Song One

MPAA Rating: PG-13

Entertainment: +1

Content: -3

Anne Hathaway, Johnny Flynn, Mary Steenburgen and Ben Rosenfield. Written & directed by Kate Barker-Froyland.

FILM SYNOPSIS: Oscar® winner Anne Hathaway (Interstellar, Les Miserables) stars as Franny in Song One, a romantic drama set against the backdrop of Brooklyn's vibrant indie music scene. After Franny’s musician brother Henry (Ben Rosenfield, Boardwalk Empire) is injured and hospitalized in a coma following a car accident, Franny returns home after a long estrangement and begins to use his notebook as a guide to how his life has evolved in her absence. Franny seeks out the musicians and artists Henry loved, in the course of her journey meeting James Forester (Johnny Flynn), his musical idol, whose success and fame belie a shy and private man. As a strong romantic connection develops between Franny and James, the question becomes if love can bloom even under the most adverse circumstances.

PREVIEW REVIEW: Looking like an early Liza Minnelli, Anne Hathaway stars in yet another film about a disconnected family coming together after a tragedy. I become somewhat cynical about Hollywood making this subject long ago, as the focus is always on a mournful, pouty protagonist seeking solution or absolution within, without regard for a spiritual redirection from above. Again, Christ and His Heavenly Father are only mentioned in a profane manner in order to relieve frustration.

The actress goes without makeup, the hand-held camera flops left and right (throughout), and of course, the f-word is once again summoned to reflect inner turmoil. Little is new.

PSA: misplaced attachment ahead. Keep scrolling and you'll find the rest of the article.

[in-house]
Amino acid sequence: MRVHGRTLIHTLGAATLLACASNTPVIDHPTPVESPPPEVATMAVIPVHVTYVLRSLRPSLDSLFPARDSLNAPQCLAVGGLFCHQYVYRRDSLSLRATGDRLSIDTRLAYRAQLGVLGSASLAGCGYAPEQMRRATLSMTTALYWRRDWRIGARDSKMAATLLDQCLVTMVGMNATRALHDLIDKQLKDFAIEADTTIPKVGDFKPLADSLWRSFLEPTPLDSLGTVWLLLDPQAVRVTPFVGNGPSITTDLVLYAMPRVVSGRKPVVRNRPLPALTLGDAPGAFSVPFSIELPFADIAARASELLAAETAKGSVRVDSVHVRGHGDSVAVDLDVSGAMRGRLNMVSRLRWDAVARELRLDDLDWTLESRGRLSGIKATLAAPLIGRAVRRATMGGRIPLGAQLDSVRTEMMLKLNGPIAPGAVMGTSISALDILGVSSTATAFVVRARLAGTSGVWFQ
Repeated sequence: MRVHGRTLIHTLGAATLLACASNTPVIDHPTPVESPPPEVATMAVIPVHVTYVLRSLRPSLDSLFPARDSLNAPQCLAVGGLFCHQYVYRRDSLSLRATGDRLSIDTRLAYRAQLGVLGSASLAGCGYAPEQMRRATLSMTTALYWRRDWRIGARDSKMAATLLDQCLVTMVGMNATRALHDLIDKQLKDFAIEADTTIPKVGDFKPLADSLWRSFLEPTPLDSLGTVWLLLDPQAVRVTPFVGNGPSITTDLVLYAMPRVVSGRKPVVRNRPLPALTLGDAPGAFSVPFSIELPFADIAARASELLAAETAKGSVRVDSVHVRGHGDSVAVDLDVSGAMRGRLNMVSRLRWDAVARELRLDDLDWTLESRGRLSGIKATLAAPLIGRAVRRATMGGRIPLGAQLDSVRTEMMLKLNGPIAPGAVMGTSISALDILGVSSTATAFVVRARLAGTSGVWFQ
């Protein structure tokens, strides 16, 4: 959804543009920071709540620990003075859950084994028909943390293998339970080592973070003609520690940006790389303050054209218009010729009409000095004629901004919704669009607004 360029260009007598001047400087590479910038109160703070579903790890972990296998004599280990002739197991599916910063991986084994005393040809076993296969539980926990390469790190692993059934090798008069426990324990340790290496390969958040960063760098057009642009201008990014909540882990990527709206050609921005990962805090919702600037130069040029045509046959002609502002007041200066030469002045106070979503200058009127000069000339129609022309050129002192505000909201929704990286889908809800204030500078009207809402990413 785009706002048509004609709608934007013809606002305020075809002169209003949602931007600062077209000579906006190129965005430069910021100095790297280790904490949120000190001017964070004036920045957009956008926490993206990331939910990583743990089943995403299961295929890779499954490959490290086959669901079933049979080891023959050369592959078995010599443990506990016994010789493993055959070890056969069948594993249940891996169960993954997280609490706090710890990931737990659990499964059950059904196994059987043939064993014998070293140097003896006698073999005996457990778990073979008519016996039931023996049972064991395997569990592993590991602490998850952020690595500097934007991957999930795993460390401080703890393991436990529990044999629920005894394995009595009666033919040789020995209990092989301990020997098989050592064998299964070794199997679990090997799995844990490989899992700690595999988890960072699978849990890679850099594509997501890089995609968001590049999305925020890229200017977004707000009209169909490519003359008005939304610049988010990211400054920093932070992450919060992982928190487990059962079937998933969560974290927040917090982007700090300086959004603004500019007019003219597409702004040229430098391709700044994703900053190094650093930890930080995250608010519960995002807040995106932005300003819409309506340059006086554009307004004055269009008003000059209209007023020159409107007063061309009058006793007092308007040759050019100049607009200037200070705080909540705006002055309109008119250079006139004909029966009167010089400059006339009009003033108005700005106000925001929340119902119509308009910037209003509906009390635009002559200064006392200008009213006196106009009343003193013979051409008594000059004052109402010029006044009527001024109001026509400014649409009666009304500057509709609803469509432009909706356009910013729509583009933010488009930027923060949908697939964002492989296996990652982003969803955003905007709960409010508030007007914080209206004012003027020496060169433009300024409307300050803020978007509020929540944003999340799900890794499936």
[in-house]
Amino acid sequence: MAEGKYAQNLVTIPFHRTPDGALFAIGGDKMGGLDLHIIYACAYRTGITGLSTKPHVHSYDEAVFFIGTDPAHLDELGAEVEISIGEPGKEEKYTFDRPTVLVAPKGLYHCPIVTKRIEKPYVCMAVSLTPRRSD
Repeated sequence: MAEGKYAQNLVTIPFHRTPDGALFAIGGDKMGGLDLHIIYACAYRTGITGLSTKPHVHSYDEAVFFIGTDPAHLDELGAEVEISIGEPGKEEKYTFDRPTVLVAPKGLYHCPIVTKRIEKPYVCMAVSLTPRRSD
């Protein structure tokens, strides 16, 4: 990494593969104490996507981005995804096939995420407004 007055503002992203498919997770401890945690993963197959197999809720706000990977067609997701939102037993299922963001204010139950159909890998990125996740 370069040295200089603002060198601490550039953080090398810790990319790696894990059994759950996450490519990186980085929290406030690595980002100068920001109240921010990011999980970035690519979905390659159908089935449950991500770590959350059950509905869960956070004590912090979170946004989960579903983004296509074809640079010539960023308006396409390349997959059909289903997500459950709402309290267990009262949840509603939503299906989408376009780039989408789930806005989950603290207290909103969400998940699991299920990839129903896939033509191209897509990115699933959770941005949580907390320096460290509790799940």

There are some screen performers whose persona helps them rise above mediocre material. Anne Hathaway is not one of them. While the actress gave perhaps the best female screen performance of all time in Les Miserables, here she lacks that mystical element that nurtures the talent of great film stars. Her costar Johnny Flynn lacks screen presence of any kind. And Mary Steenburgen is a solid actress, but here we witness her playing the boozy smoker mom so many good actresses play once they reach the age of nips and tucks.

And then there are the songs. This alternative music is a mix of hootenanny and sub-culture folk-fused rock. But mostly it’s just blah. Much like a great deal of church praise/worship jingles, there’s little substance to the lyrics, and even less structure to the music. Like the story and characters, the musical element is shallow. (My opinion.)

DVD Alternative: Tender Mercies. Robert Duvall won an Oscar for his performance as a country singer on the skids until, with the help of a religious widow and her son, he turns his life around. A country minister is depicted with a genuineness seldom seen in the movies. It is rated PG, containing four profanities, but the message is potent, the film uplifting.

Preview Reviewer: Phil Boatwright

The following categories contain objective listings of film content which contribute to the subjective numeric Content ratings posted to the left and on the Home page.

Crude Language: None

Obscene Language: One use of the f-word from the female lead and a few minor expletives.

Profanity: Jesus name is misused at least twice.

Violence: A jolting car accident at the beginning of the film.

Sex: One sexual situation, graphic, but brief.

Nudity: None

Sexual Dialogue/Gesture: None

Drugs: Drinking and smoking.

Other: None

Running Time: 88 minutes
Intended Audience: Older teens and up

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